In late July, Delta Air Lines (NYSE: DAL) invested $450 million for a 3.55% stake in China Eastern Airlines (NYSE: CEA). This investment into the H-shares of China Eastern expands the existing partnership between the two airlines. Between the two, they accounted for 24% of U.S.-China route seat capacity in July.
China Eastern is one of China’s big three state-owned carriers. The other two are China Southern Airlines (NYSE: ZNH) and Air China (OTC: AIRYY). However, China Eastern is considered to be the most innovative of the three.
The reason behind Delta’s investment is rather straightforward. Despite recent turmoil in the Chinese stock market, Chinese air travel and China’s tourism industry are still growing rapidly. Delta would like a piece of that growth to offset stagnation in the developed markets.
China’s Commercial Aviation Industry Soaring
China is forecast to become the world’s largest aviation market by 2033. Growth in the sector is being accelerated by the Chinese government. It will spend $80 billion this year alone on 193 aviation-related infrastructure projects. It is projected that China will have 240 airports by the end of the decade, up from about 200 today.
The airports will be needed. Growth in the Chinese airlines has been phenomenal to say the least.
Passenger seat capacity expanded from approximately 100 million in 1996 to about 600 million in 2014. Chinese airlines today fly 553 routes to 127 cities in 51 countries. Another 83 routes will be added later this year.
Most of this growth is being pushed along by the surge of Chinese tourism. Look at these numbers from the consulting group McKinsey & Company:
- In 2013, 97 million Chinese traveled overseas, spending $129 billion.
- In 2014, those figures rose to 112 million Chinese spending a record-breaking $164.8 billion.
Of course, some of that tourism was to the United States. And the Chinese airlines noticed.
This summer, for the first time ever, Chinese airlines will offer more flights (2,028 weekly) to and from the United States than their American counterparts (1,853 weekly). They now operate 140% more seats on U.S.-bound flights than they did just five short years ago.
The travel trend continued into this year. Outbound passenger traffic in the January-May period in China grew by 39% year-on-year.
Chinese Airlines Benefiting
This rapid growth has allowed Chinese airlines to fly higher than their competition. Their return on capital, according to McKinsey, is about 15%, although that has tailed off very recently. Their competitors in recent years have averaged returns on capital of less than 5%.
McKinsey foresees the growth in travel continuing. Specifically with regard to air travel, it says that over the next 10 years there could be a tripling in the number of people able to afford air travel.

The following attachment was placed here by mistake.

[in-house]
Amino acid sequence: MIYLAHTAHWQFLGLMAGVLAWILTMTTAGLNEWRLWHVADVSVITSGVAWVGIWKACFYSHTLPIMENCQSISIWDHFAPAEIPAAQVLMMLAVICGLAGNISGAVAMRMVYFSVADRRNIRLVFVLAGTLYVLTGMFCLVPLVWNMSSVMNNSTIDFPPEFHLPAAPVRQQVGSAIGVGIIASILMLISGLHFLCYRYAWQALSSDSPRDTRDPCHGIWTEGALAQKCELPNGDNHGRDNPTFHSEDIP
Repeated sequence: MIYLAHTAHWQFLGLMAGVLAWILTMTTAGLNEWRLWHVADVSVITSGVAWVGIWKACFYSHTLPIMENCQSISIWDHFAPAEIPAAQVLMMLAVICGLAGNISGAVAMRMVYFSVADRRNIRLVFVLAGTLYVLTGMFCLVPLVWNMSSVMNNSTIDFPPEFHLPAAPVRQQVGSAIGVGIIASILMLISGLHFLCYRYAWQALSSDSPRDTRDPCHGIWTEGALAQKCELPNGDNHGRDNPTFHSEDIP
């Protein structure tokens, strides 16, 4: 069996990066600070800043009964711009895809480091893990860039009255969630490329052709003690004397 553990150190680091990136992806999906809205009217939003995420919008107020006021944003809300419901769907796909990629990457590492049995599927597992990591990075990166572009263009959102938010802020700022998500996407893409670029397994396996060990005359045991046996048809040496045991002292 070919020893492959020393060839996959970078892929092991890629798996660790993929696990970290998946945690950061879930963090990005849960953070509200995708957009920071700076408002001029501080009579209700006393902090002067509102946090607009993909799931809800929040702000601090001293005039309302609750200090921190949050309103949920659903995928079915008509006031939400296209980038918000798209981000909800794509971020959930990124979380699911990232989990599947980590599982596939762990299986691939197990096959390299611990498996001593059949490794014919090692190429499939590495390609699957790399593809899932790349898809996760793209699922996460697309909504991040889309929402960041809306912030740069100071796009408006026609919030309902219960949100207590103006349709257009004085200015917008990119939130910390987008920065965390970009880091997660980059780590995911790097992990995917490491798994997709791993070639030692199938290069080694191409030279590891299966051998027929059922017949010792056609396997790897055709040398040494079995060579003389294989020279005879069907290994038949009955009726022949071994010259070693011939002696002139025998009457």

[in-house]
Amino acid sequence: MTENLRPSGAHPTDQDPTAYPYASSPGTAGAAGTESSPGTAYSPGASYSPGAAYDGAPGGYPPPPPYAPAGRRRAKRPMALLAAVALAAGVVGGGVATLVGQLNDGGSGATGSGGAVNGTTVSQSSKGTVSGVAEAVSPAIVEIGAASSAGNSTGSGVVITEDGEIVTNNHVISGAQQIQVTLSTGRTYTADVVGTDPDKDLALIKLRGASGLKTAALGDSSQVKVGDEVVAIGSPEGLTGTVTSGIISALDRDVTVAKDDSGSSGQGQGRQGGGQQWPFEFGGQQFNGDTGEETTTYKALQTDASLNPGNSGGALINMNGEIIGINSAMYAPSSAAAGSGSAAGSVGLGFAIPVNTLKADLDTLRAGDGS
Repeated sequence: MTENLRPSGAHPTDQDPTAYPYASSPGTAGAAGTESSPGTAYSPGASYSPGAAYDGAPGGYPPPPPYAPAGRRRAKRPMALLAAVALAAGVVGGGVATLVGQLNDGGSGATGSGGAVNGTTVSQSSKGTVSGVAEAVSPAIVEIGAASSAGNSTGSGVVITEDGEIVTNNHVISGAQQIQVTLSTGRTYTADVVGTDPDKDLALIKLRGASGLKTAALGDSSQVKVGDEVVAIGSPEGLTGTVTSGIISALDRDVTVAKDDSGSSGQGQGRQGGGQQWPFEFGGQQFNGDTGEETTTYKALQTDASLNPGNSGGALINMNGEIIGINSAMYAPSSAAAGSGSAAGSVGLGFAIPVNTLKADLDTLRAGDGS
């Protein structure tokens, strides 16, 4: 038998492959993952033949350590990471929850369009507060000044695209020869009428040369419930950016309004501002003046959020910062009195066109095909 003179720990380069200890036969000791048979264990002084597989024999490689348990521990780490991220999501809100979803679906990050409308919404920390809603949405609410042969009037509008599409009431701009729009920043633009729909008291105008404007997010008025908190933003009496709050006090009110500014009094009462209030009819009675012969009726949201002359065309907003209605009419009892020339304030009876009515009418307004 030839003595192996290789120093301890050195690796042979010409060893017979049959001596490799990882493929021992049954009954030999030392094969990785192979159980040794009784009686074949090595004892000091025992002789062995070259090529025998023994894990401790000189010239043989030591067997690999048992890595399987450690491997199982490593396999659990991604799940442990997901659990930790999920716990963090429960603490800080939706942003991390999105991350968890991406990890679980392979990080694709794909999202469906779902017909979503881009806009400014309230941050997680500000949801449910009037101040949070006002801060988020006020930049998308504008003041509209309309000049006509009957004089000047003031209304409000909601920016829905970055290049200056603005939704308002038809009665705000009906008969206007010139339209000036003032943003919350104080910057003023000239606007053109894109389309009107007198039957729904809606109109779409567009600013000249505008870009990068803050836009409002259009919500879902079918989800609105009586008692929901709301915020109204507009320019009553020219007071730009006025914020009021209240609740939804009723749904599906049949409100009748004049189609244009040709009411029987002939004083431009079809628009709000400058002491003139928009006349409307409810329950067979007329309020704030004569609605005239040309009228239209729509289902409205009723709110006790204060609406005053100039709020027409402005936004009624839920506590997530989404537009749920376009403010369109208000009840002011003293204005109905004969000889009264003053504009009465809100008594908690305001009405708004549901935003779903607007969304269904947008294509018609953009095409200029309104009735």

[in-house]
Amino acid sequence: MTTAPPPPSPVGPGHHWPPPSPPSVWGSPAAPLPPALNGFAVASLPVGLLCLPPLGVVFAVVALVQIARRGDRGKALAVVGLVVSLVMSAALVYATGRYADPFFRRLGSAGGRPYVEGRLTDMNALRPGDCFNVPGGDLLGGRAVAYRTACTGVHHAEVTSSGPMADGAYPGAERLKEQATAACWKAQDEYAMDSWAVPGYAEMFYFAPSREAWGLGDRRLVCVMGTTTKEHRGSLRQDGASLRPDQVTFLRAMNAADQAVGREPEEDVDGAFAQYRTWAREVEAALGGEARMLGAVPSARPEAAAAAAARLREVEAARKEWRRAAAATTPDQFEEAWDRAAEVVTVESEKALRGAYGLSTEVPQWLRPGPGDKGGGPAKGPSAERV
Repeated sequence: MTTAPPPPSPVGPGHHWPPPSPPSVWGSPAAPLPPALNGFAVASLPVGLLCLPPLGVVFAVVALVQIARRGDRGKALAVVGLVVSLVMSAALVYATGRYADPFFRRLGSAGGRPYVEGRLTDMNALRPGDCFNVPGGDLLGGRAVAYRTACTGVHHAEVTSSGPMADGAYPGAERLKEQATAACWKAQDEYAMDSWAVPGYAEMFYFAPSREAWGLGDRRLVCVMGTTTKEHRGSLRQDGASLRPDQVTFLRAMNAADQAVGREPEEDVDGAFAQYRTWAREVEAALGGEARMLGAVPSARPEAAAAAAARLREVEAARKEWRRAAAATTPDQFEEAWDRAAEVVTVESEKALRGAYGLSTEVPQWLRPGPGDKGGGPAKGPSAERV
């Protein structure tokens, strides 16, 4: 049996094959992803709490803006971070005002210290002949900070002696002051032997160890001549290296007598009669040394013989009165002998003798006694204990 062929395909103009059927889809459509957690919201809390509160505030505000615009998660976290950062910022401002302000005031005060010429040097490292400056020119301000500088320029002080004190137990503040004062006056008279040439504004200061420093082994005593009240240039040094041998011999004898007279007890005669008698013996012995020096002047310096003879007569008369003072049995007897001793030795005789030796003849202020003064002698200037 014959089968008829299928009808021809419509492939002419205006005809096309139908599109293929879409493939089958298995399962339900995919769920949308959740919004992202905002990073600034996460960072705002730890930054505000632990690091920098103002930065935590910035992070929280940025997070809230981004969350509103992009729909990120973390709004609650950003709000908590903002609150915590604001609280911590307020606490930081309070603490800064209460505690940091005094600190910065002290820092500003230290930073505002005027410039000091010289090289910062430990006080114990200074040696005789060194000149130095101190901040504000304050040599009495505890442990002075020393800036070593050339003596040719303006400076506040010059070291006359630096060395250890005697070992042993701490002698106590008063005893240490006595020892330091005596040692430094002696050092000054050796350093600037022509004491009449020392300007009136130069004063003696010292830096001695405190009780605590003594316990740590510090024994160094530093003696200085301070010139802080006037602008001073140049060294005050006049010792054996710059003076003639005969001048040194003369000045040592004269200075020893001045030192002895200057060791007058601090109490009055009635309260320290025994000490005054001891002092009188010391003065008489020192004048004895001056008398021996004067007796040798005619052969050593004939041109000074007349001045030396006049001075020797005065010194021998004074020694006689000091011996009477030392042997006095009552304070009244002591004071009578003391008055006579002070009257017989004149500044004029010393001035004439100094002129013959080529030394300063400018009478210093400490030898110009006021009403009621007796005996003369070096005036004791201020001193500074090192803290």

The implications are enormous. With only 4% of its population having passports, China still managed to become the world leader in international travel in 2012.
And as pointed out earlier, those numbers have soared since. No wonder famed international investor Jim Rogers has touted Chinese airline stocks many times in the past.
US Airlines at Risk?
Why Delta Air Lines is so anxious to firm up its partnership with China Eastern is now obvious.
But are the U.S.-based airlines at risk from Chinese airlines? Will China’s air carriers become the leaders in international air travel?
The real possibility is there. Therefore, it makes sense for Delta and others to invest into Chinese airlines.
Another company that may do so is United Continental Holdings (NYSE: UAL). Its CEO, Jeff Smisek, said, “The Chinese market is very profitable and important for us.”
United Continental is still the largest carrier in the U.S.-China route, although Air China disputes that. It will be interesting to see if the two do join in some sort of joint venture. Air China has asked for a deeper partnership in the past, but United has rejected the overtures.
United and Air China are partners in the Star Alliance network. Delta and China Eastern are partners in the SkyTeam Alliance network.
And perhaps American Airlines Group (NASDAQ: AAL) of the oneworld alliance network – and also a big player in China – may be interested in further expansion. There were rumors that China Eastern was going to jump to oneworld. Maybe that’s why Delta made its move when it did.
The bottom line here is that China and Chinese tourists will be a big driver of international air travel for many years to come. Airlines that want to remain relevant globally have to become a player on those routes carrying Chinese tourists.
The American airline companies seem to be coming to that realization.